Only when you apply the new things you learn in real life, you really make a change. Whenever you’re learning new things, always think of ways to test your new knowledge. Look for the ways to put it in action.

Here are few quotes from Jim Rohn, an American entrepreneur and author, shared in a Foundation for Success video course. These should give you a better idea of the mindset I’m talking about:

“For things to change for you, you have to change.”

“Don’t wish it was easier, wish you were better.”

“Don’t wish for [fewer] problems, wish for more skills.”

“It’s not [fewer] problems that make you successful, it’s more skills that make you successful.”

“Don’t let your learning lead to knowledge. You’ll become a fool. Let your learning lead to action, you can become wealthy.”

You get the point: read, learn, and take action to apply your new knowledge. It’s easy to say this, it’s much harder to actually follow through.

# Motivation

We already talked about the concept of Mini habits. If you missed it, please read the Introduction chapter of Mastering Vim Quickly.

With mini habits, you can easily trick yourself into overcoming resistance from starting any sort of action. This eliminates the need for strong motivation in the short term. But if you’re thinking long term, and what you’re working on is going to take more than a few months, you need additional tools in order to succeed.

If you want to learn Vim every single day for the next 30 or even 60 days, half an hour each day, using the mini habits technique will be enough. But, for example, if you’re trying to exercise every single day (except when you’re sick) for the next entire year, you’ll most likely fail eventually.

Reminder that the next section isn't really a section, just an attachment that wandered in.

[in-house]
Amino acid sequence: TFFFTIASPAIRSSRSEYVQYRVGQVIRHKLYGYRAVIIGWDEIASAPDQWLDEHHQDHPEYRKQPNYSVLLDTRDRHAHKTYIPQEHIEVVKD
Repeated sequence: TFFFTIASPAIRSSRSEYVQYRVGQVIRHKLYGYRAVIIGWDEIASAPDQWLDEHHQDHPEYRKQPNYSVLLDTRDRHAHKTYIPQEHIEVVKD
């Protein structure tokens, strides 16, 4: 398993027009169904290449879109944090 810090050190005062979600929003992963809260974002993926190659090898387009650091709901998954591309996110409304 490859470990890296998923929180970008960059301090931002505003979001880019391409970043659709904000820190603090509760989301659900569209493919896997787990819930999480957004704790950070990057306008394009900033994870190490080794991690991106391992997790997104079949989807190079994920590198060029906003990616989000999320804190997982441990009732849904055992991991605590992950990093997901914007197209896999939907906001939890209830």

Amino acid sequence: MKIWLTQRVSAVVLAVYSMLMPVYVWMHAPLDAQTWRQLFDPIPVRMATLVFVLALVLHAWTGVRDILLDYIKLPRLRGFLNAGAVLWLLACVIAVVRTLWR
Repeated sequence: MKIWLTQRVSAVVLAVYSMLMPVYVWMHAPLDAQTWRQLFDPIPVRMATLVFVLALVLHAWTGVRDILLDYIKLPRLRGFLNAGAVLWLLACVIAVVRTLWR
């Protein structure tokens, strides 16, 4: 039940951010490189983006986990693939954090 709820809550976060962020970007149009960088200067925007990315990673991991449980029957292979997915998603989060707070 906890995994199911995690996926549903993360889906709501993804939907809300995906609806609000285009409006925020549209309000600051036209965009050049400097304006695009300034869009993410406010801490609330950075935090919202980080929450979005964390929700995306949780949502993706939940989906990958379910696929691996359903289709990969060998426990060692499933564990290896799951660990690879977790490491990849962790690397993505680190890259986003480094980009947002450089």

In order to avoid failure, in cases like that, you would have to find a way to motivate yourself to keep going. Yes, we come to motivation again. It can be very helpful.

The only effective way to stay really motivated for your long term work is to follow two proven principles. Just two principles which you should implement, that’s all. You can forget about all the motivational stuff you’ve been reading. These principles are among the best motivational techniques out there:

Yes, it’s that simple!

## Measure everything

The core principle behind this is: You can’t improve things you don’t measure. You want to achieve goals, create habits, learn new things. How would you know if you’re actually improving? How do you know if you’re on track with your plan? How do you know if you’re getting better/faster and doing more work in the same time interval?

You get all of these questions answered when you measure what you do.